ELASTIC STRENGTH OF STRUCTURAL MATERIALS BASIC INFORMATION


What is Elastic Strength?

To the user and the designer of machines or structures, one significant value to be determined is a limiting stress below which the permanent distortion of the material is so small that the structural damage is negligible and above which it is not negligible. The amount of plastic distortion which may be regarded as negligible varies widely for different materials and for different structural or machine parts.

In connection with this limiting stress for elastic action, a number of technical terms are in use; some of them are

1. Elastic Limit. The greatest stress which a material is capable of withstanding without a permanent deformation remaining on release of stress. Determination of the elastic limit involves repeated application and release of a series of increasing loads until a set is observed upon release of load.

Since the elastic limit of many materials is fairly close to the proportional limit, the latter is sometimes accepted as equivalent to the elastic limit for certain materials. There is, however, no fundamental relation between elastic limit and proportional limit. Obviously, the value of the elastic limit determined will be affected by the sensitivity of apparatus used.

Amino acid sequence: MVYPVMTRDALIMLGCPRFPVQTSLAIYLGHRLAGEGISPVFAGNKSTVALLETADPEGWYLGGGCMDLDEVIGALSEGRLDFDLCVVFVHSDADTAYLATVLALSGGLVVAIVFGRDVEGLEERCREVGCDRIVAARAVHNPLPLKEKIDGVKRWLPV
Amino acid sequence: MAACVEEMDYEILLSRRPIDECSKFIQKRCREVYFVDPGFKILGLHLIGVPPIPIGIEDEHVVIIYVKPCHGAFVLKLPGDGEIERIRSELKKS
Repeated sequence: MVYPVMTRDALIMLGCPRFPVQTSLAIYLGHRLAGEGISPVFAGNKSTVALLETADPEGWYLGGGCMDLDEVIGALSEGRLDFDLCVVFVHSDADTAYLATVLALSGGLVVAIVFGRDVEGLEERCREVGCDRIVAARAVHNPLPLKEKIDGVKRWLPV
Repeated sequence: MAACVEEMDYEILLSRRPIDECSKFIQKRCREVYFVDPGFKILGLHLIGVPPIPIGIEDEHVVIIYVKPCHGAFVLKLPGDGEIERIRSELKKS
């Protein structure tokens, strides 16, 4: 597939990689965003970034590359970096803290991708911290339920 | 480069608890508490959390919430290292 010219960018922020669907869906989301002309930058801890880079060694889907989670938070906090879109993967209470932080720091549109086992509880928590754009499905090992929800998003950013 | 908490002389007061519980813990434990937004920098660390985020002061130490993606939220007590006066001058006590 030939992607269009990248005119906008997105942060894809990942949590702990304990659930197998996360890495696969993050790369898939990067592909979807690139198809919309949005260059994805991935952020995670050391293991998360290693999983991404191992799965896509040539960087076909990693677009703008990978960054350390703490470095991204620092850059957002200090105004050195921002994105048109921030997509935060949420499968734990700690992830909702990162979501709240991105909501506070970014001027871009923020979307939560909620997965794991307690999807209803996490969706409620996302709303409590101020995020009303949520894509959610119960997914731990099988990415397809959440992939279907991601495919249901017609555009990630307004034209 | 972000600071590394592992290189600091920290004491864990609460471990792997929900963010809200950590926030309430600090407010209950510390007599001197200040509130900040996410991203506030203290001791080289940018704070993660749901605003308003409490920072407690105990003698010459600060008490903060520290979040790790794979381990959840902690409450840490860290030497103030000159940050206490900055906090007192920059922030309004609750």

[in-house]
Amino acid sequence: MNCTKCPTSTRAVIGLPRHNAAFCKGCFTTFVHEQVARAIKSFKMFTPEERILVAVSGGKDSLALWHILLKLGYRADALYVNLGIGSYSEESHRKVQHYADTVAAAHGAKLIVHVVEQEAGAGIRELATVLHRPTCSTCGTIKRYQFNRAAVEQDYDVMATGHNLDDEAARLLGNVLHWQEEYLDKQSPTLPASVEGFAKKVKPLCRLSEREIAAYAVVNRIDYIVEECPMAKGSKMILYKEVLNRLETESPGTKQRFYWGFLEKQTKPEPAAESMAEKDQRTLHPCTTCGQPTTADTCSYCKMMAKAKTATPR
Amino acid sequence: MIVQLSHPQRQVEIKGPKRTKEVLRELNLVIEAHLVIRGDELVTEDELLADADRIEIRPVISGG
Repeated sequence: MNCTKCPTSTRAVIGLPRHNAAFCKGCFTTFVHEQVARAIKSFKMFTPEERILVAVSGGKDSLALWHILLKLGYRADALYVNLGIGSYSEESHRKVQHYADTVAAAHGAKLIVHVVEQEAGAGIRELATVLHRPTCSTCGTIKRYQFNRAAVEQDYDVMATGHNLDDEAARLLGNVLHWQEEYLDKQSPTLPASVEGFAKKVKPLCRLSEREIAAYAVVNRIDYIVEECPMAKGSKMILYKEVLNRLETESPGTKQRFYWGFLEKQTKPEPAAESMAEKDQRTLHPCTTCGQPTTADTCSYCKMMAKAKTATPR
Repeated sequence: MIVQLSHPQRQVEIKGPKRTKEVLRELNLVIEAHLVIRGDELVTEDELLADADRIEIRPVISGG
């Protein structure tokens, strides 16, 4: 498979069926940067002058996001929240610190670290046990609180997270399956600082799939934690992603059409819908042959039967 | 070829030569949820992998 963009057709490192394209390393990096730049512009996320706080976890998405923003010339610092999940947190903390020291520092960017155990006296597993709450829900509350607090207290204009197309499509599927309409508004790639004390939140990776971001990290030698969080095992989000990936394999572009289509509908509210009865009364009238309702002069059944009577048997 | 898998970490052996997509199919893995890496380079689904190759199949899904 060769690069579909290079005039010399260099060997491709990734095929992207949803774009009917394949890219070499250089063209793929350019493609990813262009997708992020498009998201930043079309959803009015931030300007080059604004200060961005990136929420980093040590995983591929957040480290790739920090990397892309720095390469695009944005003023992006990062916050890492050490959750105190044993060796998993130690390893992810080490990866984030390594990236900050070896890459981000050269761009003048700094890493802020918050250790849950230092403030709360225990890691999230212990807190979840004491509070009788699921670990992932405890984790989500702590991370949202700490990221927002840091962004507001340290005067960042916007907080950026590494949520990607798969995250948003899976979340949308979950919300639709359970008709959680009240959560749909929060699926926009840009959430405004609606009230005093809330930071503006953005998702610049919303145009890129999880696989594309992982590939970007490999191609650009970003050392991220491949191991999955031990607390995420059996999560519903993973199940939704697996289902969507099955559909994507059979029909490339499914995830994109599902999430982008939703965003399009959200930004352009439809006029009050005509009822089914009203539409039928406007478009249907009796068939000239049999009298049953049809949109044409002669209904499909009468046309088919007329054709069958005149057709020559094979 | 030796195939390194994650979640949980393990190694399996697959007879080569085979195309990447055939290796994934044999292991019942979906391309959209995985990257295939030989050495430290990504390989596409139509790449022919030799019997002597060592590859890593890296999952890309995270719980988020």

2. Proportional Limit. The greatest stress which a material is capable of withstanding without a deviation from proportionality of stress to strain. The statement that the stresses are proportional to strains below the proportional limit is known as Hooke’s Law. The numerical values of the proportional limit are influenced by methods and instruments used in testing and the scales used for plotting diagrams.

3. Yield Point. The lowest stress at which marked increase in strain of the material occurs without increase in load. If the stress-strain curve shows no abrupt or sudden yielding of this nature, then there is no yield point. Iron and low-carbon steels have yield points, but most metals do not, including iron and low-carbon steels immediately after they have been plastically deformed at ordinary temperatures.

4. Yield Strength. The stress at which a material exhibits a specified limiting permanent set. Its determination involves the selection of an amount of permanent set that is considered the maximum amount of plastic yielding which the material can exhibit, in the particular service condition for which the material is intended, without appreciable structural damage.

A set of 0.2% has been used for several ductile metals, and values of yield strength for various metals are for 0.2% set unless otherwise stated. The yield strength is generally used to determine the elastic strength for materials whose stress-strain curve in the region pr is a smooth curve of gradual curvature.

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